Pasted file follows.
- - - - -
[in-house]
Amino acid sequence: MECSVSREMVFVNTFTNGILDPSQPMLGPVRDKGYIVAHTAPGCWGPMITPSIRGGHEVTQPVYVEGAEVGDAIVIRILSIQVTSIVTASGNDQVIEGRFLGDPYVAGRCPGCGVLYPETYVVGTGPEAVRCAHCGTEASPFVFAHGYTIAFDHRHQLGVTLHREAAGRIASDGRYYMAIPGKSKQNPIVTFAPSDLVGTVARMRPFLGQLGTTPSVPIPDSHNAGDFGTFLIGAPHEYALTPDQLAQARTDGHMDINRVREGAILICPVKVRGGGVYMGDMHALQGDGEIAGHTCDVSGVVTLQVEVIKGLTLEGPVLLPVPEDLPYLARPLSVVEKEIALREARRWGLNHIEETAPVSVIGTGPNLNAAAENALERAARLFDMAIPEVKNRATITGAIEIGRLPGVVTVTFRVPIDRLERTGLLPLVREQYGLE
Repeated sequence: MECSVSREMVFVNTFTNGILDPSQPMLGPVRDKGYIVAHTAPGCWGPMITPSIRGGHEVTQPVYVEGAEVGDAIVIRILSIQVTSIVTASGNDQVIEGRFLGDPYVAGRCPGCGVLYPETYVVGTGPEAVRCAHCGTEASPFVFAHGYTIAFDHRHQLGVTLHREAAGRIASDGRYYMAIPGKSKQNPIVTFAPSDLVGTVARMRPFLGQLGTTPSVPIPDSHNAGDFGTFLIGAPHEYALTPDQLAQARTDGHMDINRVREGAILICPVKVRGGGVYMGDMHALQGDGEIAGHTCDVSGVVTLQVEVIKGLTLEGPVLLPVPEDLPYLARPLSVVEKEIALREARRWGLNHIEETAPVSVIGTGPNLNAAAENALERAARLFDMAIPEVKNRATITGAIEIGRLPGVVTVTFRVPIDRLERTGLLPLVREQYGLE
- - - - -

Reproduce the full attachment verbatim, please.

[in-house]
Amino acid sequence: MECSVSREMVFVNTFTNGILDPSQPMLGPVRDKGYIVAHTAPGCWGPMITPSIRGGHEVTQPVYVEGAEVGDAIVIRILSIQVTSIVTASGNDQVIEGRFLGDPYVAGRCPGCGVLYPETYVVGTGPEAVRCAHCGTEASPFVFAHGYTIAFDHRHQLGVTLHREAAGRIASDGRYYMAIPGKSKQNPIVTFAPSDLVGTVARMRPFLGQLGTTPSVPIPDSHNAGDFGTFLIGAPHEYALTPDQLAQARTDGHMDINRVREGAILICPVKVRGGGVYMGDMHALQGDGEIAGHTCDVSGVVTLQVEVIKGLTLEGPVLLPVPEDLPYLARPLSVVEKEIALREARRWGLNHIEETAPVSVIGTGPNLNAAAENALERAARLFDMAIPEVKNRATITGAIEIGRLPGVVTVTFRVPIDRLERTGLLPLVREQYGLE
Repeated sequence: MECSVSREMVFVNTFTNGILDPSQPMLGPVRDKGYIVAHTAPGCWGPMITPSIRGGHEVTQPVYVEGAEVGDAIVIRILSIQVTSIVTASGNDQVIEGRFLGDPYVAGRCPGCGVLYPETYVVGTGPEAVRCAHCGTEASPFVFAHGYTIAFDHRHQLGVTLHREAAGRIASDGRYYMAIPGKSKQNPIVTFAPSDLVGTVARMRPFLGQLGTTPSVPIPDSHNAGDFGTFLIGAPHEYALTPDQLAQARTDGHMDINRVREGAILICPVKVRGGGVYMGDMHALQGDGEIAGHTCDVSGVVTLQVEVIKGLTLEGPVLLPVPEDLPYLARPLSVVEKEIALREARRWGLNHIEETAPVSVIGTGPNLNAAAENALERAARLFDMAIPEVKNRATITGAIEIGRLPGVVTVTFRVPIDRLERTGLLPLVREQYGLE